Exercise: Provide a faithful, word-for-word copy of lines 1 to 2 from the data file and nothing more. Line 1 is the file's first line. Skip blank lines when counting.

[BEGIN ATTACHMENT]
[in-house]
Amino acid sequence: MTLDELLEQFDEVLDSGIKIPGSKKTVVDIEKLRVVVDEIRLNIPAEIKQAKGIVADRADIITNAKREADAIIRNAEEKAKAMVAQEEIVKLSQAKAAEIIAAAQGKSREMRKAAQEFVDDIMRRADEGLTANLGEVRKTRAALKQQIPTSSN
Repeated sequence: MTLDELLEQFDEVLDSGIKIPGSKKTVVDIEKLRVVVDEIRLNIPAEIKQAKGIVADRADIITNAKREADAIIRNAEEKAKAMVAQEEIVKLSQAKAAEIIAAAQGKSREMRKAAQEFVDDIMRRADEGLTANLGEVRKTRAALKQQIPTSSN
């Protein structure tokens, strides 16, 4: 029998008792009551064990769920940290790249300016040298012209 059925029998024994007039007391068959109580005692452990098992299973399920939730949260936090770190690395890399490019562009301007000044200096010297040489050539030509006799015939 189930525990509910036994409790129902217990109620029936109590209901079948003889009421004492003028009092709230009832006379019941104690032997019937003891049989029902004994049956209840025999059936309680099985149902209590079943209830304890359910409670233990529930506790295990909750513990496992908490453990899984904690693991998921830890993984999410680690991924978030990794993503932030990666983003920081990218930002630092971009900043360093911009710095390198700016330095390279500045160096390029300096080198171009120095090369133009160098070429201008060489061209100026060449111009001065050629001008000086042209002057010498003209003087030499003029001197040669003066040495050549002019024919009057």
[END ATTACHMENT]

[in-house]
Amino acid sequence: MTLDELLEQFDEVLDSGIKIPGSKKTVVDIEKLRVVVDEIRLNIPAEIKQAKGIVADRADIITNAKREADAIIRNAEEKAKAMVAQEEIVKLSQAKAAEIIAAAQGKSREMRKAAQEFVDDIMRRADEGLTANLGEVRKTRAALKQQIPTSSN